[Skip to Content]
SFTool will undergo scheduled maintenance this Friday and may be intermittently unavailable between 6:00 pm and 11:00 pm ET. We apologize for any inconvenience.

Fume Hoods and Biosafety Cabinets

Return to Laboratory

Design Guidance

Overall Strategies


Best Practices

  • Encourage users to close the fume hood sash when not in use by providing visual cues (e.g. magnets on fume hoods) and use training.
  • If purchasing a new fume hood, consider a variable air volume (VAV) or low-flow hood and features such as automated sash controls that close after a period of inactivity.
  • Turn off unused fume hoods if it is safe and practical.
  • Install an energy recovery system (e.g. run around loop) to capture heat from the exhausted air being drawn from the laboratory space around the hood.
  • Ventless (also called ductless or filtered) fume hoods offer opportunities to reduce the laboratory's energy load and eliminate associated duct work and exhaust systems. This also makes the hood easier to move if necessary. However, they may not achieve the same level of capture and containment as a vented hood and require routine monitoring and replacement of filters.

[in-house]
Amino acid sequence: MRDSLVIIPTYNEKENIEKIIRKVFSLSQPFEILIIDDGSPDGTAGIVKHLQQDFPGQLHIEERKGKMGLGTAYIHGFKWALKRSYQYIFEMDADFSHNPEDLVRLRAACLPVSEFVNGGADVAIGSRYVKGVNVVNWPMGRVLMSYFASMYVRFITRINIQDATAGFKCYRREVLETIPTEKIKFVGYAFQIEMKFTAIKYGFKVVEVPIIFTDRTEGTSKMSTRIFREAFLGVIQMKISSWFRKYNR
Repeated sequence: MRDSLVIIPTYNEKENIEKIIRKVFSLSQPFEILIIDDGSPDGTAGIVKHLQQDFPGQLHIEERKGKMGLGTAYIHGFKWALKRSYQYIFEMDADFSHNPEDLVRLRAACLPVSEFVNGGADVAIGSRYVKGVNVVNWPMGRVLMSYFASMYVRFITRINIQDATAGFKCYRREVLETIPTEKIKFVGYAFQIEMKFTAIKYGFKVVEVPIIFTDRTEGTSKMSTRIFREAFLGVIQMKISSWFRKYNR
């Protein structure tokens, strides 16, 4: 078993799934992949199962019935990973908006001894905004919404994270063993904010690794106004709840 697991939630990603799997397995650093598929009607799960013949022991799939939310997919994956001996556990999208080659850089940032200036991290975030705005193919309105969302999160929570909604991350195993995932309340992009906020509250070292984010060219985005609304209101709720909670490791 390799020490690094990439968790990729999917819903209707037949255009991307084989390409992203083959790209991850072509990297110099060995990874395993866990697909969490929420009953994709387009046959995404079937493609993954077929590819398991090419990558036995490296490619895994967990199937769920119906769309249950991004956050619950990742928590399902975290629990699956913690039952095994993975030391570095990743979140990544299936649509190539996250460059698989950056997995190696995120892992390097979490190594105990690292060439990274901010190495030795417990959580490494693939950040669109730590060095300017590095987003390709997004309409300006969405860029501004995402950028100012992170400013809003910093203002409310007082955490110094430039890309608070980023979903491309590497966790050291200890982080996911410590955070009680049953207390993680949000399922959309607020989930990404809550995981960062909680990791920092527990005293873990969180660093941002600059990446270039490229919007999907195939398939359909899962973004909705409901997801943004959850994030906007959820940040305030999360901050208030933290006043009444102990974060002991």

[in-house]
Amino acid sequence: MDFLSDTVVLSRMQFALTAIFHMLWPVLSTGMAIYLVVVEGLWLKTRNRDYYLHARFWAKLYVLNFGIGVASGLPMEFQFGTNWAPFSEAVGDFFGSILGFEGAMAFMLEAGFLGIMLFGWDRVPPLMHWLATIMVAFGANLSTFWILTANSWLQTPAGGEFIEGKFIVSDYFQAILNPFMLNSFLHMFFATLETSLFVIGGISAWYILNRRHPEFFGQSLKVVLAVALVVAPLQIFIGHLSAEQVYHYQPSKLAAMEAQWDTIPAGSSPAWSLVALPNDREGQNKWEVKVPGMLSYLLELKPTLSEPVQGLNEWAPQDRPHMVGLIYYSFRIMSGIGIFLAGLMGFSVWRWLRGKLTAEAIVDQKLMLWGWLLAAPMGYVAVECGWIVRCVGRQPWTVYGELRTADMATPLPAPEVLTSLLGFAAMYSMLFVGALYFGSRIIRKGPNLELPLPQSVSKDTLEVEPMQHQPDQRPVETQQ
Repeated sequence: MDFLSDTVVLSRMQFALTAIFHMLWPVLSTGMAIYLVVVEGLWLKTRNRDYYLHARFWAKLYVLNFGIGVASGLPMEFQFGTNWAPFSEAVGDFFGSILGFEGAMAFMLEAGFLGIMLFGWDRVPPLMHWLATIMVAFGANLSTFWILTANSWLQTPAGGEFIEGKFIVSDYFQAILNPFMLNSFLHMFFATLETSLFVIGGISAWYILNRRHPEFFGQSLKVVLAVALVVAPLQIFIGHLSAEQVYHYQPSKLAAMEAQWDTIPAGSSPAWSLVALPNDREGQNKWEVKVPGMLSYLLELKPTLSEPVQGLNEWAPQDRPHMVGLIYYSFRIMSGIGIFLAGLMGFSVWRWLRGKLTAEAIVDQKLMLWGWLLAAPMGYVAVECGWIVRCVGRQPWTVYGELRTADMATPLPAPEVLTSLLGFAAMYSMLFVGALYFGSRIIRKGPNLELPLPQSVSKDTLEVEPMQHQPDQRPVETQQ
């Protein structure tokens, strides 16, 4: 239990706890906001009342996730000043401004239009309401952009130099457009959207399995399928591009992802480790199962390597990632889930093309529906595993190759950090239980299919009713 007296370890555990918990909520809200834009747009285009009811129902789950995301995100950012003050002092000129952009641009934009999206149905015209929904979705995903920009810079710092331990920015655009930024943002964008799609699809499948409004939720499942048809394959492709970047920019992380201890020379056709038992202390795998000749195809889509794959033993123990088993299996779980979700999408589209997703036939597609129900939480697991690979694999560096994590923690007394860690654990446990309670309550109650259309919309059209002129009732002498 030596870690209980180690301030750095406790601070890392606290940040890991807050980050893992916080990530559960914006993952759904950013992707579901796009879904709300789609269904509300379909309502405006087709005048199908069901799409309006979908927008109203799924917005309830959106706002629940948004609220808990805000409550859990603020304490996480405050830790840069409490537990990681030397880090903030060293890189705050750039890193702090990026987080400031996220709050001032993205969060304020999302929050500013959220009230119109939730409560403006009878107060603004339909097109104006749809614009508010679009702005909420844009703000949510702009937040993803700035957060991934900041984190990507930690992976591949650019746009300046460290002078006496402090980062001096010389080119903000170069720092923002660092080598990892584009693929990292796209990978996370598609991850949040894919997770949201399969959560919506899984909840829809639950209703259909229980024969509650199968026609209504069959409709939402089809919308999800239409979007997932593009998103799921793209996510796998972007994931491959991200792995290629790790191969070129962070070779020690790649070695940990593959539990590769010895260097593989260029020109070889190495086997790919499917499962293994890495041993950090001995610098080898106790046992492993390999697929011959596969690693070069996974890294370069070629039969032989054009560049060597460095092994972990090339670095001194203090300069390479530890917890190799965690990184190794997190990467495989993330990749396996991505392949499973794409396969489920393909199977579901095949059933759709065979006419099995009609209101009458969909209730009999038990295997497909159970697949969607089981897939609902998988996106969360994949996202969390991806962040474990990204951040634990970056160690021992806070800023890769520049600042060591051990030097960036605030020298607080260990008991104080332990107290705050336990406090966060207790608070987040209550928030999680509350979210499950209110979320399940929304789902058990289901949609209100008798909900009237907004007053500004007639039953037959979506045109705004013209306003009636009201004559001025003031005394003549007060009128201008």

• Do not use UV lamps in biosafety cabinets. Their effectiveness for disinfection varies based on the conditions and is not recommended. Leave them off and save a little energy.
  • Purchase a BSC with a “once-through” air that is externally vented only if it is necessary for the biomaterials being handled. BSCs that can recirculate filtered air can lead to significant heating and cooling energy savings.
  • Turn off fume hoods and biosafety cabinet blowers when not in use if it is safe and practical. This saves energy and the filters in BSCs will last longer.

Compare Fume Hoods and Biosafety Cabinets Options

  • There aren't any materials to compare
EB = Existing BuildingsNC = New Construction and Major Renovation

Federal Requirements

Guiding Principles